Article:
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The CSI Effect

 

Oil Pastels drawing of Superior court Judge Harold M. Mulvey, court reporters and clerks, and jurors probably including foreman Robert L. Gaythier, as well as Frank J. Dilger and Jennie Jesilavich. 1971. CC BY-SA 2.0 via Flickr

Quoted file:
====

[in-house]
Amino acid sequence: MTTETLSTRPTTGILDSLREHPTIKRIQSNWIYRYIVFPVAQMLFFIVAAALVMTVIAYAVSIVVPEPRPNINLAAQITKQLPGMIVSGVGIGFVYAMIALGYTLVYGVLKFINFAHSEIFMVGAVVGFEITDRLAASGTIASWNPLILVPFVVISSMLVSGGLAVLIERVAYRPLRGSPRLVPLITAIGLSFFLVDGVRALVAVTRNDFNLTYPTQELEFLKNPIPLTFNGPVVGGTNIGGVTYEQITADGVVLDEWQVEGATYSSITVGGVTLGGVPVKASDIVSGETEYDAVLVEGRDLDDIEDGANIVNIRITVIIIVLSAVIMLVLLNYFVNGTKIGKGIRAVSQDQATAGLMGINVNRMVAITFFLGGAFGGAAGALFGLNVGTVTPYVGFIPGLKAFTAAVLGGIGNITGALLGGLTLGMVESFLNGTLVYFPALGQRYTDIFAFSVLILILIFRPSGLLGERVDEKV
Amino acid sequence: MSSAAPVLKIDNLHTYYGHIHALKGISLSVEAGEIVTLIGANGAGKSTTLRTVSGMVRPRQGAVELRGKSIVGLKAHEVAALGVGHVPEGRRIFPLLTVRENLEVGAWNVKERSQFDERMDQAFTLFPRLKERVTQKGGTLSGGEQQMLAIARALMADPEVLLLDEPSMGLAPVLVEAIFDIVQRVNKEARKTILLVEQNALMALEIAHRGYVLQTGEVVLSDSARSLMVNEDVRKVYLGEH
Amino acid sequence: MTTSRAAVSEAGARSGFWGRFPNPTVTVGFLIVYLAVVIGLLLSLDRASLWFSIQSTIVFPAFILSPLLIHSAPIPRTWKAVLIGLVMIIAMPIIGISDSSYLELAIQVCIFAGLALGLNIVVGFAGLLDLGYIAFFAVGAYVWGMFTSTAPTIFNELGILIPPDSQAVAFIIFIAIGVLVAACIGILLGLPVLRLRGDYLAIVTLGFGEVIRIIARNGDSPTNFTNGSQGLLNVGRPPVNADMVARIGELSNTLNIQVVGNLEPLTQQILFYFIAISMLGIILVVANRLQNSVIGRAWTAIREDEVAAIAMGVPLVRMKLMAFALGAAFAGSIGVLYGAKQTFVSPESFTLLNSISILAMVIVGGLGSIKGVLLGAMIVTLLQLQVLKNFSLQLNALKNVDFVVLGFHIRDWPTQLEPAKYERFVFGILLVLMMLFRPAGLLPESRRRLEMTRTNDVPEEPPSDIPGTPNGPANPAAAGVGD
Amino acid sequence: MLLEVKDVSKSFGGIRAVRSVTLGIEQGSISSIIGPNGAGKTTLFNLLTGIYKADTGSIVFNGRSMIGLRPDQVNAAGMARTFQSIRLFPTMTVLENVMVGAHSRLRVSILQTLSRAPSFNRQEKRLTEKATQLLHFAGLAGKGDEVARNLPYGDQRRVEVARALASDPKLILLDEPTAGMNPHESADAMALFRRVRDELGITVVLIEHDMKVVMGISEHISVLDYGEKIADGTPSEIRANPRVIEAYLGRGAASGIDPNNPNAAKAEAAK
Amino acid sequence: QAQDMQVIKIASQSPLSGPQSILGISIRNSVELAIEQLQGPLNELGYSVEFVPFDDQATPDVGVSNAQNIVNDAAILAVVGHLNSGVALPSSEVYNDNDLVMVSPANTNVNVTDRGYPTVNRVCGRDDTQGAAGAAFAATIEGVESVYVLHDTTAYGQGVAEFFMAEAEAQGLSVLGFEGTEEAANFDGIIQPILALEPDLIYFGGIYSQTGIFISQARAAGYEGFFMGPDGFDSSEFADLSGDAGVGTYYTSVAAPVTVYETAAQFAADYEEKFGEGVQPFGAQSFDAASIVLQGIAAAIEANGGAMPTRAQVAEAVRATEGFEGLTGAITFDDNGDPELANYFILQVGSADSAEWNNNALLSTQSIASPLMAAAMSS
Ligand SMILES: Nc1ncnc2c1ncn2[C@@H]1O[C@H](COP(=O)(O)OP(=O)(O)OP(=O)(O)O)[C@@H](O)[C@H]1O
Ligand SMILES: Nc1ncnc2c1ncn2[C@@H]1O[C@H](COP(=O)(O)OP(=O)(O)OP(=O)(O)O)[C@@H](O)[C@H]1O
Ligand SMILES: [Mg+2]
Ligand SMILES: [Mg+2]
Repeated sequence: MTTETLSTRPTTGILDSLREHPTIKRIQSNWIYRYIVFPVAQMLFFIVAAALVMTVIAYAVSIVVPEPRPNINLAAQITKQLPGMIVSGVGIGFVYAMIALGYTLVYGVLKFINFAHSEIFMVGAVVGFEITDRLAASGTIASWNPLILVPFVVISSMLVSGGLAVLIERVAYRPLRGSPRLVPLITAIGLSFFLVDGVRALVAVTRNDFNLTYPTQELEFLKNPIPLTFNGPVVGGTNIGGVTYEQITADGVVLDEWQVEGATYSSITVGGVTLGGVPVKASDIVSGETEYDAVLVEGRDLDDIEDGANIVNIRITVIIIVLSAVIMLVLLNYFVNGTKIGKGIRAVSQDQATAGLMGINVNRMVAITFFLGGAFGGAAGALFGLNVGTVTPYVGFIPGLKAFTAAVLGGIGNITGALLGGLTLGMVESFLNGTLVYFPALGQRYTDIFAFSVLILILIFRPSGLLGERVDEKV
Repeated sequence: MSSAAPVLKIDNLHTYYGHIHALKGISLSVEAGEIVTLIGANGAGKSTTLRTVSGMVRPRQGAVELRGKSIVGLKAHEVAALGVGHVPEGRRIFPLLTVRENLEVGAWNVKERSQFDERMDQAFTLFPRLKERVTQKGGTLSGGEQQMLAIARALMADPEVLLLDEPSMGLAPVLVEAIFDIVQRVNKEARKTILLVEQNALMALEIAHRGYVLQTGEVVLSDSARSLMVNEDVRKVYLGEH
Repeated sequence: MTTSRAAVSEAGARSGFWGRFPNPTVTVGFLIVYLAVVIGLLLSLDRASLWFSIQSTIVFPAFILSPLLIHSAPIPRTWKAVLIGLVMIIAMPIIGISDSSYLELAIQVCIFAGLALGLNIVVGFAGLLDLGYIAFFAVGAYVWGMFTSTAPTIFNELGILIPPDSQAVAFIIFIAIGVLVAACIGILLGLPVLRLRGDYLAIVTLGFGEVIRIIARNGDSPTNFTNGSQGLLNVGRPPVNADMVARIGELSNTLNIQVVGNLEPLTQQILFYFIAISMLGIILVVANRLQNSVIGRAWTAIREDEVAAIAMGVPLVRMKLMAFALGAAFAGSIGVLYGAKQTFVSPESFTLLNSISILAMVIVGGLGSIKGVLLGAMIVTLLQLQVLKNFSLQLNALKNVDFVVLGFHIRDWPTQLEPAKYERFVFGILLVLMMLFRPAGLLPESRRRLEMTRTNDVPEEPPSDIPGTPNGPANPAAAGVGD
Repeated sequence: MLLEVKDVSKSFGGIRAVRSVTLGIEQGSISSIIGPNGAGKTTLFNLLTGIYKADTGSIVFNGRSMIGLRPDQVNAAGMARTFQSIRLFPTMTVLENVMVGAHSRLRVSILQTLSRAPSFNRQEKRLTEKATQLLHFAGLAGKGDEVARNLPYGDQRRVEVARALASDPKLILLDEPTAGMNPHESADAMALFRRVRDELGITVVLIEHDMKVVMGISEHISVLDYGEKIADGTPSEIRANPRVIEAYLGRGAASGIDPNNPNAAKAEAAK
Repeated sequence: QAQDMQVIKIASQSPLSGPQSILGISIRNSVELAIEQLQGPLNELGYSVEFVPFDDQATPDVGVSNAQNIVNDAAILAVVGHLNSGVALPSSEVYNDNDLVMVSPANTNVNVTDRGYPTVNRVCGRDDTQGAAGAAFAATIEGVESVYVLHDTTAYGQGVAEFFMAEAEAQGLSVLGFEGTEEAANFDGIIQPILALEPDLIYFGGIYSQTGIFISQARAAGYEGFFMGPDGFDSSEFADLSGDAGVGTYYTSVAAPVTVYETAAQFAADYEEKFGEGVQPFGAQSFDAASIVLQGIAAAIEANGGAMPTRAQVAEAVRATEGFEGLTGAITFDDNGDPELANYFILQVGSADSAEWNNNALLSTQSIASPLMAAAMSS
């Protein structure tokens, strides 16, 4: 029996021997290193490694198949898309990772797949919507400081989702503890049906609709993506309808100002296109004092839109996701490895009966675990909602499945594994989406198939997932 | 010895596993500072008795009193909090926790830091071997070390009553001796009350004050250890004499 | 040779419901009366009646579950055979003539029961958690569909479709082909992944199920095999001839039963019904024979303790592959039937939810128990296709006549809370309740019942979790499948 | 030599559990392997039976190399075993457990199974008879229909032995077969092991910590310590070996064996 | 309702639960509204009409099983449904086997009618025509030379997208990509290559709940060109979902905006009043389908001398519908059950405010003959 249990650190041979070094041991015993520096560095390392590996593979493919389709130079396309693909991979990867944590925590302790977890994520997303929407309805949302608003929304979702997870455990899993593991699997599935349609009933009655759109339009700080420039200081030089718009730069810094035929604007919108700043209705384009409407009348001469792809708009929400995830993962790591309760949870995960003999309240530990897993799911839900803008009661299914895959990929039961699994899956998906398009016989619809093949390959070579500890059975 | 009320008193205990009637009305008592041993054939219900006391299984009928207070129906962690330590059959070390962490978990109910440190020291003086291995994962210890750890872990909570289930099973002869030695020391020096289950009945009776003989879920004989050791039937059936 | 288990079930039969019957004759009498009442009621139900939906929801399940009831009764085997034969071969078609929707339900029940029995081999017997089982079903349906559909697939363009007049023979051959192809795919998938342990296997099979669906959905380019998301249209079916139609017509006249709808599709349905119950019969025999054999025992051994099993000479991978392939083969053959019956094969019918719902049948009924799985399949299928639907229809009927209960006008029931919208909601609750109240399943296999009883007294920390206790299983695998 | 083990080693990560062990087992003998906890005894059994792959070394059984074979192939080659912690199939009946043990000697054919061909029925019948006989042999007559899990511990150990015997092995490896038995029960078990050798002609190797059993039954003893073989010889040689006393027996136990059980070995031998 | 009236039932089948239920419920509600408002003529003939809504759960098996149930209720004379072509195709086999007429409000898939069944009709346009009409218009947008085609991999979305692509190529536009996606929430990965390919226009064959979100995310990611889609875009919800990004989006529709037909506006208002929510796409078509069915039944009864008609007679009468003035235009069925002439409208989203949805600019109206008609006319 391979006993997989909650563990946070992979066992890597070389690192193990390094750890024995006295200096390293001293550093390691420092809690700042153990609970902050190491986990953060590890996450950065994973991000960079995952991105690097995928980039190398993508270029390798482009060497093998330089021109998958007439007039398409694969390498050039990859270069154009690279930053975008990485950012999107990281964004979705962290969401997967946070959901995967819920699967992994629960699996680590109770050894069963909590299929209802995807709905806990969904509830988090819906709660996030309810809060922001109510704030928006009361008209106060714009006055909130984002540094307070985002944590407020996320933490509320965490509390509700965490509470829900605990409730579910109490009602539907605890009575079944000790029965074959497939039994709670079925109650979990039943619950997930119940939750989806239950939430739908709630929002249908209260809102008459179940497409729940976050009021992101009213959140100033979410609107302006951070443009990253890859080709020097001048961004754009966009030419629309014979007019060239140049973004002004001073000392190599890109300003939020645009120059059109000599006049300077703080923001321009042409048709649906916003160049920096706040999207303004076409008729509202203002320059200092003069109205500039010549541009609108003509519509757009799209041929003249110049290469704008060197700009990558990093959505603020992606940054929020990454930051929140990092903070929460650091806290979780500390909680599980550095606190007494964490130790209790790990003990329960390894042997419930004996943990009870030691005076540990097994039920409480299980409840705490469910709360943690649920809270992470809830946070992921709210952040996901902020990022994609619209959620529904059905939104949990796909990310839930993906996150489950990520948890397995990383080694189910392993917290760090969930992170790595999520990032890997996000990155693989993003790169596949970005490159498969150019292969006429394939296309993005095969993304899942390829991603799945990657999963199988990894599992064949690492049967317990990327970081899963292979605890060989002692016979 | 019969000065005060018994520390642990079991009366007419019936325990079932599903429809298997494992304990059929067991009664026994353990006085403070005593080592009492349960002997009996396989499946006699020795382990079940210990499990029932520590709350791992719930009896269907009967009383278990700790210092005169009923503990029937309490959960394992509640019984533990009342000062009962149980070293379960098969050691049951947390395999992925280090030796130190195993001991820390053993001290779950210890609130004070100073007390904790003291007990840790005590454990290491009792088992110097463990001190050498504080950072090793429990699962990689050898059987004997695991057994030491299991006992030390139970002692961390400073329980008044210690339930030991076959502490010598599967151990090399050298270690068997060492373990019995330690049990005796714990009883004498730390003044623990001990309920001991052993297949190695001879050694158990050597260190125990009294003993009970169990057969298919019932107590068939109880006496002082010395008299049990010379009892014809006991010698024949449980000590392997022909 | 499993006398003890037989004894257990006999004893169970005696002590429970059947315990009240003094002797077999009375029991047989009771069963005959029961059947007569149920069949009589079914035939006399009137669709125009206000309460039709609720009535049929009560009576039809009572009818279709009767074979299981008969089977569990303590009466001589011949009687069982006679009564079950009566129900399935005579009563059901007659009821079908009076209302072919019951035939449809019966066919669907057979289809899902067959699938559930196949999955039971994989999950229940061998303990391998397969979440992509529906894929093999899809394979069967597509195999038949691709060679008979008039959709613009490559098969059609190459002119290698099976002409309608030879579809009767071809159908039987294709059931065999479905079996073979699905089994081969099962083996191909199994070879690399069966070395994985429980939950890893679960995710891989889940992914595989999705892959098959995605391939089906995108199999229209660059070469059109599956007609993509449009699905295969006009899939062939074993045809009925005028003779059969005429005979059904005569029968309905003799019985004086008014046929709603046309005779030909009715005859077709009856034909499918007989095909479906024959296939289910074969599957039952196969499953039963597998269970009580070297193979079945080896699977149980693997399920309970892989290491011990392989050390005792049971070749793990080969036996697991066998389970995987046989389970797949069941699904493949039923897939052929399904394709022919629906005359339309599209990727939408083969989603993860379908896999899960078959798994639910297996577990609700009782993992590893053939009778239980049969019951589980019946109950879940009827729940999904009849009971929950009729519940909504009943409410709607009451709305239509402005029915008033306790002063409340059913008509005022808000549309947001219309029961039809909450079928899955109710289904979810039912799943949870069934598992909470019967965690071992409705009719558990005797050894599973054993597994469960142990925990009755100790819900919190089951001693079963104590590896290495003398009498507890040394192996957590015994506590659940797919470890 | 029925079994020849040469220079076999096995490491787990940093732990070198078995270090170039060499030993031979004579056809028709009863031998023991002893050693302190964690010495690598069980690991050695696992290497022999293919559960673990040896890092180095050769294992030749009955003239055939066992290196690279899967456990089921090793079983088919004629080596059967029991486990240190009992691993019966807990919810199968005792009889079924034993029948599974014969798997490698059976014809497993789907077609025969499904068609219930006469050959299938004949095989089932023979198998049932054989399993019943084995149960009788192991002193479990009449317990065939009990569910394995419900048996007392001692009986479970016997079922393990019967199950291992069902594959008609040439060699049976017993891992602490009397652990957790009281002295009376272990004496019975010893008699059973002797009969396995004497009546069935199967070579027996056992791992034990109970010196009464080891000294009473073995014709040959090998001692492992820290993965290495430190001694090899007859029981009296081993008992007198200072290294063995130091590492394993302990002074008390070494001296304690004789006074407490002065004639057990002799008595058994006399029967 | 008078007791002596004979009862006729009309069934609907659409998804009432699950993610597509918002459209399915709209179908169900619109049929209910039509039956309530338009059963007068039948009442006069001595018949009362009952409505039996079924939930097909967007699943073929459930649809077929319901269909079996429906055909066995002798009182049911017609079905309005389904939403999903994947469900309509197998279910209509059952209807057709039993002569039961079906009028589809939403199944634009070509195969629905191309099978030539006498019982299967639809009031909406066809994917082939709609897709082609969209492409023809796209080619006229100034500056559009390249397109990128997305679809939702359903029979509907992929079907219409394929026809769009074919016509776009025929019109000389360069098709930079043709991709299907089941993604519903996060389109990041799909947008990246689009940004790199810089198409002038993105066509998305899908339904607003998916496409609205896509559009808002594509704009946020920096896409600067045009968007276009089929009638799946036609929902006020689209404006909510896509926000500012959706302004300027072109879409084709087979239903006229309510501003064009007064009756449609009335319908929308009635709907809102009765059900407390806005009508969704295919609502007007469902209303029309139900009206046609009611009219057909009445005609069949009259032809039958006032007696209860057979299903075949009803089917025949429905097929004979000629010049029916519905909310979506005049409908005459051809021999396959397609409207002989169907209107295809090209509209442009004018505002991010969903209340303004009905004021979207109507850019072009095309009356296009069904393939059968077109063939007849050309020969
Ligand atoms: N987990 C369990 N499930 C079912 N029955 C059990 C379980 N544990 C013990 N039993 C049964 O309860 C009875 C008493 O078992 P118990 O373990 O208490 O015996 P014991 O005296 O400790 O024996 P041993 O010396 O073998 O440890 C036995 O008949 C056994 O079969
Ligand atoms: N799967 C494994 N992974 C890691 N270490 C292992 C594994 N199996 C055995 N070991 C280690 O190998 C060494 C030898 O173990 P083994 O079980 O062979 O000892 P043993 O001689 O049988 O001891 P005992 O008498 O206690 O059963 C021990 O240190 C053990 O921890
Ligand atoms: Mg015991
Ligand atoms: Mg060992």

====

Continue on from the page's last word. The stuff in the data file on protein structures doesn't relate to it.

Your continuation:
The CSI effect posits that exposure to television programs that portray forensic science (e.g., CSI: Crime Scene Investigation) can change the way jurors evaluate forensic evidence. We review (1) the theory behind the CSI effect; (2) the perception of the effect among legal actors; (3) the academic treatment of the effect; and, (4) how courts have dealt with the effect. We demonstrate that while legal actors do see the CSI effect as a serious issue, there is virtually no empirical evidence suggesting it is a real phenomenon. Moreover, many of the remedies employed by courts may do no more than introduce bias into juror decision-making or even trigger the CSI effect when it would not normally occur. We end with suggestions for the proper treatment of the CSI effect in courts and directions for future scholarly work.

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